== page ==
The Government said zero-carbon towns of between 5,000 and 20,000 homes would “draw on the best practice” of places such as 1903’s Letchworth, the first garden city, with tree-lined roads and ample parks.
Homes for the Future proposed £8bn of reforms, and said town masterplans would embrace “the wider landscape and urban form”. International competitions and government “design tests” would ensure good quality.
All new homes will be carbon neutral and incorporate sustainable urban drainage, although flood plains will still be built on. Councils and developers will bid for cash. Sites have not been finalised but “exemplars” include Northstowe in Cambridgeshire.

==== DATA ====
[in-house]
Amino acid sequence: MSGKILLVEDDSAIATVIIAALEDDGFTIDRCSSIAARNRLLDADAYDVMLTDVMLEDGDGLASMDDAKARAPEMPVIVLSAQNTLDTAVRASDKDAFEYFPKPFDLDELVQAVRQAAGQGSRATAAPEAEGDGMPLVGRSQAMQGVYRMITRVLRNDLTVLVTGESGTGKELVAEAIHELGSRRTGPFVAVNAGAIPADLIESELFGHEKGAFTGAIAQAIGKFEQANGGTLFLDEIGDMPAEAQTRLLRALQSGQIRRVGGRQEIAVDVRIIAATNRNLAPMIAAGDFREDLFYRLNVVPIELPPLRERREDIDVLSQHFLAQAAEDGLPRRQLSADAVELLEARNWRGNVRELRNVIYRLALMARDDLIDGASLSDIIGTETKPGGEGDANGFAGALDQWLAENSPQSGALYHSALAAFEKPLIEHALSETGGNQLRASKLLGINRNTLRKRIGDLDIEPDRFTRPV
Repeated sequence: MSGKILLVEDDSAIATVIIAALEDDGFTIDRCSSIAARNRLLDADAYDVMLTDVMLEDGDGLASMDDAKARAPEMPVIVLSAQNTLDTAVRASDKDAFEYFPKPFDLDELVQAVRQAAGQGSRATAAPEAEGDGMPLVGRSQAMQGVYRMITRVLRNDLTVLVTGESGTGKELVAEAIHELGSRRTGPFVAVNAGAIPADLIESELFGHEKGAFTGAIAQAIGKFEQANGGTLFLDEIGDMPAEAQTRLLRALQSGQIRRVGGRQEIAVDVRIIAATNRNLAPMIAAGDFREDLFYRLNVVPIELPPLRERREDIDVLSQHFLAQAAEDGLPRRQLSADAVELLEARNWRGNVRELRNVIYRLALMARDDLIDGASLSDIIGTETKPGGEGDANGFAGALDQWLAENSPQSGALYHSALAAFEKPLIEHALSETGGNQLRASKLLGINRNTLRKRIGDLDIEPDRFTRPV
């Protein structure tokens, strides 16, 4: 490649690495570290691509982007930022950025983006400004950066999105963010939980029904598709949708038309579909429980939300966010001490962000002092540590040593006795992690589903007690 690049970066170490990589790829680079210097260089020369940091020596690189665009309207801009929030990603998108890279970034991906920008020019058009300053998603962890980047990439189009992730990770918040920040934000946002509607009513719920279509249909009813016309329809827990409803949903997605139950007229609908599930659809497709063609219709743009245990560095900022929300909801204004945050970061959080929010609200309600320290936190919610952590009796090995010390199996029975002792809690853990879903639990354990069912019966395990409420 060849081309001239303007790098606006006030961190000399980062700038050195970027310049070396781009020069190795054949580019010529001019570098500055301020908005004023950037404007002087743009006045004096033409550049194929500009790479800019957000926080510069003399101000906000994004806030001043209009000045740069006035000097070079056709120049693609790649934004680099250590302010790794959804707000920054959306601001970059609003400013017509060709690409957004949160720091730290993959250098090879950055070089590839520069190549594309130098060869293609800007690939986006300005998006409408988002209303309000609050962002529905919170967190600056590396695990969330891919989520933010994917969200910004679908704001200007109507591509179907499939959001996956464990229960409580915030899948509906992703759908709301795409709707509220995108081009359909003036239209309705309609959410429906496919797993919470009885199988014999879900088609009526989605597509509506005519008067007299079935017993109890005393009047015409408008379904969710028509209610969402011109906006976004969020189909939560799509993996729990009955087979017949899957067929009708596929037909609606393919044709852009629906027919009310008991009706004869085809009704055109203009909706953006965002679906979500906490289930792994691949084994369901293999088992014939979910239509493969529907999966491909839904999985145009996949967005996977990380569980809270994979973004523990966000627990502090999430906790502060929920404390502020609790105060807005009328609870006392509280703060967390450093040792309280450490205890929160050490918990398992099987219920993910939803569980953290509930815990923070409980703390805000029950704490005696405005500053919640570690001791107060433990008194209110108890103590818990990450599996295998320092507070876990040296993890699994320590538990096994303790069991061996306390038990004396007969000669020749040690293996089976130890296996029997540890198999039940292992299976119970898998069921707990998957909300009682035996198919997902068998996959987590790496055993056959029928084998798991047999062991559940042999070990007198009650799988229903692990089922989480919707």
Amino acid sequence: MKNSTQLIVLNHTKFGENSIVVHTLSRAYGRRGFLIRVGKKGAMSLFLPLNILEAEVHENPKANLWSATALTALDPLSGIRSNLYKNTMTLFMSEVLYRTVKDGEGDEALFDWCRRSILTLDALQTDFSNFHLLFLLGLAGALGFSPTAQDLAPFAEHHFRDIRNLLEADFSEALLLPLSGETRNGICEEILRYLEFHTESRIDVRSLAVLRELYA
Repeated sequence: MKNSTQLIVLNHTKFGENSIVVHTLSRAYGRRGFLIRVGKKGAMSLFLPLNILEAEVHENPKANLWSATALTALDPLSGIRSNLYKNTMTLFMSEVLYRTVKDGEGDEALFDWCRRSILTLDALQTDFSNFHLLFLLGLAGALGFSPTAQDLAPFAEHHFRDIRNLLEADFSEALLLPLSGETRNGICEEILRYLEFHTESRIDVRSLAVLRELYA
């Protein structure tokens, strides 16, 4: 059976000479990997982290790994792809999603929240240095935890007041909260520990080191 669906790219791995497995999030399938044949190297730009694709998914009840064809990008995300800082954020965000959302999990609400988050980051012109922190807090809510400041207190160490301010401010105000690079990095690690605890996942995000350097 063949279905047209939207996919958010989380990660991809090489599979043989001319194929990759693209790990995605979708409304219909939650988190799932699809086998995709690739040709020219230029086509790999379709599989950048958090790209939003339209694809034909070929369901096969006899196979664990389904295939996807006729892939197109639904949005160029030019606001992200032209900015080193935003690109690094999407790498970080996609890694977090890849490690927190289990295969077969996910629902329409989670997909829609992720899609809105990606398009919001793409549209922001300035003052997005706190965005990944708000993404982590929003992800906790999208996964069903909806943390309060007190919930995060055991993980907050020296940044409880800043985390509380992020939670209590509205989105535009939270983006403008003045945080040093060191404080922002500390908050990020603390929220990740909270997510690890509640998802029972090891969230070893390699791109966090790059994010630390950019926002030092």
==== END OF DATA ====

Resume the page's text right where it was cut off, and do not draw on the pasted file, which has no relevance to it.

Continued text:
Friends of the Earth housing campaigner Paul de Zylva, said: “New developments must be -sustainable, with clear plans for water supply, waste disposal and flood protection.”
Wildlife Trusts chief executive Stephanie Hilborne said housing should avoid flood plains, adding that landscapes such as wetlands needed protection.
But housing minister Yvette Cooper said: “We will retain robust protection of the greenbelt and ensure tough planning rules on building in flood-risk areas. We will encourage imaginative proposals to create additional green infrastructure.”
The deadline for consultation on the proposals is 15 October and building dates for the eco-towns have not been set.
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